Stakeholder debates were held on the consequences of and solutions to labour shortages in security services under the leadership of CoESS’ national members in the three countries (CSA, BDSW, Säkerhetsföretagen). The workshops assembled in total more than 150 participants, including a large range of stakeholders such as Ministries of Home Affairs and Labour, Members of Parliament, public employment services, and law enforcement agencies.
In June 2022, the EU Sectoral Social Partners for the Private Security Services published, thanks to EU-funding for the INTEL Project, the first-ever EU-wide survey report on labour and skills shortages in the sector – coming to alarming results:
One of the key objectives of the INTEL project is to support national sectoral Social Partners in tackling these important challenges through the exchange of best practices, ideas for solutions, and collaboration with public authorities.
Against this background, CoESS’ members in Croatia, Germany and Sweden were from the beginning supporters of the EU-funding project led by CoESS and UNI Europa, and brought the debate to national level.
From September to October 2022, the three associations organised dedicated workshops to discuss solutions to sectoral labour shortages at national level not only with Social Partners representatives, but also a large range of competent authorities – including policymakers from Parliament and the government, employment agencies, training providers, chambers, and law enforcement.
Berlin: Imagine there is work and no one goes
The first workshop kicked off in Berlin on 01 September 2022 with the motto “Imagine there is work and no one goes”. Participants discussed the very grave extent of labour shortages present in the German market. Collective bargaining was highlighted by both Social Partners, BDSW and ver.di, as an important tool to tackle both labour and skills shortages in an efficient way – e.g. through the promotion of best value procurement practices; the fight against unfair competition that undermines social standards; enhancement of attractiveness in various way; strengthening of vocational education and training; and better regulation of the sector. This should be supported by active labour market policies that enhance labour supply by targeting women, young people, women, and long-term unemployed. A high-level guest to the event was Member of German Parliament, Dr. Ottilie Klein, who received the INTEL survey report and stressed that labour shortages in private security are a serious issue also for public security, concluding: In this day and age, we cannot afford less security.
Stockholm: Labour shortages in private security a strategic issue for public security
This was the same key message at the second workshop in Stockholm, which was organised by Säkerhetsföretagen on 05 September 2022 with the participation of law enforcement, the Stockholm municipality and Social Partners. Participants stressed that both labour and skills shortages, together with rising crime rates in the country, are a key challenge. Across Europe, private security plays a complementary role to law enforcement, which was exemplified by the discussions in Sweden where the importance of the security continuum and public-private partnerships were highlighted by all parties. Private security is important for a feeling of security in society, and labour shortages in times of rising crime would therefore present a key challenge. What is needed nowadays are not only compliant companies with high labour standards, which are generally fostered by the generally applicable sectoral Collective Agreement in Sweden. Participants agreed that further focus on apprenticeships and vocational education and training are key to secure adequately qualified security personnel in the future. To this end, the Swedish sectoral Social Partners already operate a dedicated training institute (BYA) which is managed by the Collective Agreement and a lighthouse example for other countries.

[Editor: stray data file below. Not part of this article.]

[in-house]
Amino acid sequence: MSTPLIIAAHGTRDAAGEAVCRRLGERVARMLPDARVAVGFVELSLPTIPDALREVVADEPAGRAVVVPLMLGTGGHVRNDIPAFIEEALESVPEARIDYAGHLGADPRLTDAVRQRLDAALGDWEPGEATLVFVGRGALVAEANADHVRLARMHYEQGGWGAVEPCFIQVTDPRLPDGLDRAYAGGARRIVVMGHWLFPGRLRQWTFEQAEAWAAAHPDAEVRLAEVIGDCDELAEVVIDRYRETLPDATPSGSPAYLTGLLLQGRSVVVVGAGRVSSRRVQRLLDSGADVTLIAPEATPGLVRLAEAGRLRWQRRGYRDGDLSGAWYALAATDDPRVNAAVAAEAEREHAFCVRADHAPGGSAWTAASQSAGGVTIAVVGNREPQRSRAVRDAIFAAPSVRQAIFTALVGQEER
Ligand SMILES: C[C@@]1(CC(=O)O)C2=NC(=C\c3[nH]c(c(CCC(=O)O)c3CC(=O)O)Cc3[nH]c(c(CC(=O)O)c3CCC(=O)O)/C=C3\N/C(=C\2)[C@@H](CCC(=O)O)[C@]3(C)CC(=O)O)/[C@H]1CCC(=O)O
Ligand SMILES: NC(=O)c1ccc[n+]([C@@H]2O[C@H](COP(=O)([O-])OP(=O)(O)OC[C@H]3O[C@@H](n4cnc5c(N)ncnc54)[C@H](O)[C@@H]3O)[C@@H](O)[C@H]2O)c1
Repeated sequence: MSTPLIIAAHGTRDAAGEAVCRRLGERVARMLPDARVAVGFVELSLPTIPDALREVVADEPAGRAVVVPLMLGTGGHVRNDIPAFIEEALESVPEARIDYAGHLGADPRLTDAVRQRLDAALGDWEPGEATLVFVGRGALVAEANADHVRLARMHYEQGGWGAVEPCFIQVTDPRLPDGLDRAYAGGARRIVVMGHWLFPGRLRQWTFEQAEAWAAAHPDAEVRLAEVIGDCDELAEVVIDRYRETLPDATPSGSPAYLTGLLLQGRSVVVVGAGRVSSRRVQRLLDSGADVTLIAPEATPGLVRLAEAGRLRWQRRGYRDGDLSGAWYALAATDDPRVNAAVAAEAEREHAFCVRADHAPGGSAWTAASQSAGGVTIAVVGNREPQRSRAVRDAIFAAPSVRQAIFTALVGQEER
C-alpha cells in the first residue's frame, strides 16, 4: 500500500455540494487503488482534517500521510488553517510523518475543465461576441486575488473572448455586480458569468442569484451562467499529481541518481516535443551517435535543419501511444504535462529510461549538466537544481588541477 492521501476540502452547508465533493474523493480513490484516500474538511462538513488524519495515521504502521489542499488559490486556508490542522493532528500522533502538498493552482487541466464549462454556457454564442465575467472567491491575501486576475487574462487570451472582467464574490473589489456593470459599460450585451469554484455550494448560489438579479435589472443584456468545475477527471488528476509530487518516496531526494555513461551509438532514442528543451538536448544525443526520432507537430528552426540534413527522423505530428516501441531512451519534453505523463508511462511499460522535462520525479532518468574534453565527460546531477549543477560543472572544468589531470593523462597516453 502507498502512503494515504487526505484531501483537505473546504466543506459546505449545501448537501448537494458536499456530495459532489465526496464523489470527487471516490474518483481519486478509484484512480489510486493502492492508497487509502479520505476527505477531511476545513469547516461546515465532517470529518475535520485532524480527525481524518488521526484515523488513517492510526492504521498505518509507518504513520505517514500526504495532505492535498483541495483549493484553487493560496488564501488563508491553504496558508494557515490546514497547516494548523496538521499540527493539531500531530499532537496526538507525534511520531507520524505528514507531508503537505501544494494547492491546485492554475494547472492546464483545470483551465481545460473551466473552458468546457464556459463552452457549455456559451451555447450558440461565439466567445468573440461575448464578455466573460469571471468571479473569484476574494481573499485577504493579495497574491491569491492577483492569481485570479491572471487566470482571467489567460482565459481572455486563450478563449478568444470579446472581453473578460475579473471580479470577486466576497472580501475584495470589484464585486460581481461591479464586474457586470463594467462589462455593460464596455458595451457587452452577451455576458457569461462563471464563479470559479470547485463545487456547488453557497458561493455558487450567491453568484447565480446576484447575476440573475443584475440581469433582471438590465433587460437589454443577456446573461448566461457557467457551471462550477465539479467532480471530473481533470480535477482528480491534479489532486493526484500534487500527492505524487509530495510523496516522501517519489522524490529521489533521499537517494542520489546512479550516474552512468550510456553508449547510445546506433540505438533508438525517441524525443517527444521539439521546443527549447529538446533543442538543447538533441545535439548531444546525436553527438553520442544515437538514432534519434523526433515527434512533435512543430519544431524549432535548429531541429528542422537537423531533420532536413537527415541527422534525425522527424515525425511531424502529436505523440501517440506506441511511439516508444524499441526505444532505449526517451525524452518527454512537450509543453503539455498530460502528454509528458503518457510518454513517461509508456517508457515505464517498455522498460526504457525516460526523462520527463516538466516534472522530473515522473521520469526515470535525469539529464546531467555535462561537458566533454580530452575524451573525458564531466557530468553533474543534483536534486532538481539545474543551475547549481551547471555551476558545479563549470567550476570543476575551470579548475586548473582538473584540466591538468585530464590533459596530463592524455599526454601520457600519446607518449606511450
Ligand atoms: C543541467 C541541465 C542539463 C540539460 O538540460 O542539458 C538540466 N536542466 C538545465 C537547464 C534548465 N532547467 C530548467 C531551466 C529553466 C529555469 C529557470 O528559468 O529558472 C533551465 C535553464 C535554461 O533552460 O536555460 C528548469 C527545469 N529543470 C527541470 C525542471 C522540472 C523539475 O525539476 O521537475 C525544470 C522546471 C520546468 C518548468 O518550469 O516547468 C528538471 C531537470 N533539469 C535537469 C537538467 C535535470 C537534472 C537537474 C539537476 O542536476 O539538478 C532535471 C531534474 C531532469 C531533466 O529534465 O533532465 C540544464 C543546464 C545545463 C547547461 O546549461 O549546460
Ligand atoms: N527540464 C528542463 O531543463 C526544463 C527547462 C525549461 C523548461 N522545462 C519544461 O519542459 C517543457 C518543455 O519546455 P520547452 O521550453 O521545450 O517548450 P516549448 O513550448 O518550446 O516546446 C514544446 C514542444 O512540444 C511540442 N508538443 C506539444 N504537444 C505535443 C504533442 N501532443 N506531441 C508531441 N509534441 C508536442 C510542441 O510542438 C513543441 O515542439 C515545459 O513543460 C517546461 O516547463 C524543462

Zagreb: Security is not everything, but everything is nothing without security
With this quote, the President of the Croation Security Association (CSA), Lidija Stolica, opened the last workshop which took place on 18 October 2022 in Zagreb. Addressing both employers and unions, but also representatives of the Ministries of Labour and Home Affairs. She stressed that only a sectoral Social Dialogue in the country could protect workers and business in these challenging times. Collective Bargaining would be a sign of a strong democracy. At the same time, she called on the companies that the industry can only grow if it attracts a young and diverse workforce – one of the short-comings in the country, which relies a lot on elderly workers. Participants however also agreed that it is on the public authorities to better enforce labour law to fight illegal working practices, inadequate working conditions, and unfair competition in order to enhance the attractiveness of the sector. In this context, the Ministry of Labour presented next steps for the overhaul of the national labour law, of which one of the key objectives is to promote Collective Bargaining structures, which are traditionally weak in the country and a key problem to tackle also labour shortages. A generally-binding Collective Agreement could be a crucial step to enhance attractiveness of the private security sector in Croatia – a mission to which the CSA is firmly dedicated.
Best Practice Study
As next steps of the project, CoESS and UNI Europa are currently finalising a best practice study with more than 40 examples of how public authorities and Social Partners tackle different aspects of labour and skills shortages in private security services. The Best Practices, together with the workshop results and a dedicated website, will be published and launched at the high-level INTEL conference in Brussels on 24 February 2023.